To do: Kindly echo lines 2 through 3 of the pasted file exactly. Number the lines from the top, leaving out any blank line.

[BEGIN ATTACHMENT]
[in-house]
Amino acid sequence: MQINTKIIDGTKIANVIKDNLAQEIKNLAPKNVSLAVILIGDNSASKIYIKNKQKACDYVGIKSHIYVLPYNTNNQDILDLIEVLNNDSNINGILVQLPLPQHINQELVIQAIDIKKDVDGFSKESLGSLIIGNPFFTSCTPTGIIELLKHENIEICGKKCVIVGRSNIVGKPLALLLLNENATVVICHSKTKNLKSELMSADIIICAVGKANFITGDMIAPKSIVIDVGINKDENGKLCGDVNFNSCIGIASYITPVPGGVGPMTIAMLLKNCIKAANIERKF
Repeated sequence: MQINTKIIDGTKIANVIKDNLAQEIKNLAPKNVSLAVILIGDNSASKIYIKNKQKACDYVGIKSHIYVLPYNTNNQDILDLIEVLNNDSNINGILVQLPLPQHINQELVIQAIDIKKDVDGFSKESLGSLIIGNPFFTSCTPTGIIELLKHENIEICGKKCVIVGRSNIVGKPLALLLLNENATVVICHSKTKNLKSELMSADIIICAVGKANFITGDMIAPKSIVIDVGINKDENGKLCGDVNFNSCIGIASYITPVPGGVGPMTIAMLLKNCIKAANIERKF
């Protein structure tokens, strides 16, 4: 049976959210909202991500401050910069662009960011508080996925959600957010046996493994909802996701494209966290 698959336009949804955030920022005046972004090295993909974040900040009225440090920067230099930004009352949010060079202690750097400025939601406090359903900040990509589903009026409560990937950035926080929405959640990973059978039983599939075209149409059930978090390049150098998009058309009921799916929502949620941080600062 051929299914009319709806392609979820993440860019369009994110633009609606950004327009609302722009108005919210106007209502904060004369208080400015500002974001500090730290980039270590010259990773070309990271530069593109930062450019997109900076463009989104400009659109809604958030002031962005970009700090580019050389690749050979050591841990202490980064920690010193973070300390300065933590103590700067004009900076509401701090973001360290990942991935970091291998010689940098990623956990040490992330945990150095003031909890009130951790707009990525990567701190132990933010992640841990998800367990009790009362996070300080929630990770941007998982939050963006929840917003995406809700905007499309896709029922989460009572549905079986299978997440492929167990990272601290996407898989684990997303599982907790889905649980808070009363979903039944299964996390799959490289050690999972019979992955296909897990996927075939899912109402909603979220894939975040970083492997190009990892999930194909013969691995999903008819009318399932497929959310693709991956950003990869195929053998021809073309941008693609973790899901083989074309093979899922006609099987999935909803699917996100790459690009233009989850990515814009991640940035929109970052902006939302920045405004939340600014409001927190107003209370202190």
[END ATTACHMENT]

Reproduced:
Amino acid sequence: MQINTKIIDGTKIANVIKDNLAQEIKNLAPKNVSLAVILIGDNSASKIYIKNKQKACDYVGIKSHIYVLPYNTNNQDILDLIEVLNNDSNINGILVQLPLPQHINQELVIQAIDIKKDVDGFSKESLGSLIIGNPFFTSCTPTGIIELLKHENIEICGKKCVIVGRSNIVGKPLALLLLNENATVVICHSKTKNLKSELMSADIIICAVGKANFITGDMIAPKSIVIDVGINKDENGKLCGDVNFNSCIGIASYITPVPGGVGPMTIAMLLKNCIKAANIERKF
Repeated sequence: MQINTKIIDGTKIANVIKDNLAQEIKNLAPKNVSLAVILIGDNSASKIYIKNKQKACDYVGIKSHIYVLPYNTNNQDILDLIEVLNNDSNINGILVQLPLPQHINQELVIQAIDIKKDVDGFSKESLGSLIIGNPFFTSCTPTGIIELLKHENIEICGKKCVIVGRSNIVGKPLALLLLNENATVVICHSKTKNLKSELMSADIIICAVGKANFITGDMIAPKSIVIDVGINKDENGKLCGDVNFNSCIGIASYITPVPGGVGPMTIAMLLKNCIKAANIERKF